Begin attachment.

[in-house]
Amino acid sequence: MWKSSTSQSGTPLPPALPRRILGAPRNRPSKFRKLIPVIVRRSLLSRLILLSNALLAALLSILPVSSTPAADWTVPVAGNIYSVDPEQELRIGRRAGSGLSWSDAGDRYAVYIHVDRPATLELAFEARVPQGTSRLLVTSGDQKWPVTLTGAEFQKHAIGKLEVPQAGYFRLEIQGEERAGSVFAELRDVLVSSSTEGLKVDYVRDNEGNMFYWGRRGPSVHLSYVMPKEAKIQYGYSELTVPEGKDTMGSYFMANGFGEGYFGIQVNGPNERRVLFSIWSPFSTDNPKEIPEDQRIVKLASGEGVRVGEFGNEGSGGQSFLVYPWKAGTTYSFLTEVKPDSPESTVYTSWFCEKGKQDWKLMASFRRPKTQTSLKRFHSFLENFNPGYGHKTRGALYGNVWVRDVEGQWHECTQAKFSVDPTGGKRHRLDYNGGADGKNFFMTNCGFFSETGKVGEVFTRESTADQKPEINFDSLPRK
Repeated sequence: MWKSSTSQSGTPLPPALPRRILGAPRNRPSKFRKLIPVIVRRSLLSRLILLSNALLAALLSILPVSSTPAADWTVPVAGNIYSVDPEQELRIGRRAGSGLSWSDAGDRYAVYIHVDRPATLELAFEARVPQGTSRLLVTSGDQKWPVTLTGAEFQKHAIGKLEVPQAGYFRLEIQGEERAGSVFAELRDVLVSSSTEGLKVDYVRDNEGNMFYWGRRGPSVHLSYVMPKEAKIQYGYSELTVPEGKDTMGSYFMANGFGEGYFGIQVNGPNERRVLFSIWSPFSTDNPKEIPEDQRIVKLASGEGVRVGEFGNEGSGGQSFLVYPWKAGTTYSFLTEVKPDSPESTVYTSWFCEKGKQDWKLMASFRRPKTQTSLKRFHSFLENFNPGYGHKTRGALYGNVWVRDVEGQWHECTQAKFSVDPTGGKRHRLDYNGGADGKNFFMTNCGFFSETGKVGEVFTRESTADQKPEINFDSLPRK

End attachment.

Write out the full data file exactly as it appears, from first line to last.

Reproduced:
[in-house]
Amino acid sequence: MWKSSTSQSGTPLPPALPRRILGAPRNRPSKFRKLIPVIVRRSLLSRLILLSNALLAALLSILPVSSTPAADWTVPVAGNIYSVDPEQELRIGRRAGSGLSWSDAGDRYAVYIHVDRPATLELAFEARVPQGTSRLLVTSGDQKWPVTLTGAEFQKHAIGKLEVPQAGYFRLEIQGEERAGSVFAELRDVLVSSSTEGLKVDYVRDNEGNMFYWGRRGPSVHLSYVMPKEAKIQYGYSELTVPEGKDTMGSYFMANGFGEGYFGIQVNGPNERRVLFSIWSPFSTDNPKEIPEDQRIVKLASGEGVRVGEFGNEGSGGQSFLVYPWKAGTTYSFLTEVKPDSPESTVYTSWFCEKGKQDWKLMASFRRPKTQTSLKRFHSFLENFNPGYGHKTRGALYGNVWVRDVEGQWHECTQAKFSVDPTGGKRHRLDYNGGADGKNFFMTNCGFFSETGKVGEVFTRESTADQKPEINFDSLPRK
Repeated sequence: MWKSSTSQSGTPLPPALPRRILGAPRNRPSKFRKLIPVIVRRSLLSRLILLSNALLAALLSILPVSSTPAADWTVPVAGNIYSVDPEQELRIGRRAGSGLSWSDAGDRYAVYIHVDRPATLELAFEARVPQGTSRLLVTSGDQKWPVTLTGAEFQKHAIGKLEVPQAGYFRLEIQGEERAGSVFAELRDVLVSSSTEGLKVDYVRDNEGNMFYWGRRGPSVHLSYVMPKEAKIQYGYSELTVPEGKDTMGSYFMANGFGEGYFGIQVNGPNERRVLFSIWSPFSTDNPKEIPEDQRIVKLASGEGVRVGEFGNEGSGGQSFLVYPWKAGTTYSFLTEVKPDSPESTVYTSWFCEKGKQDWKLMASFRRPKTQTSLKRFHSFLENFNPGYGHKTRGALYGNVWVRDVEGQWHECTQAKFSVDPTGGKRHRLDYNGGADGKNFFMTNCGFFSETGKVGEVFTRESTADQKPEINFDSLPRK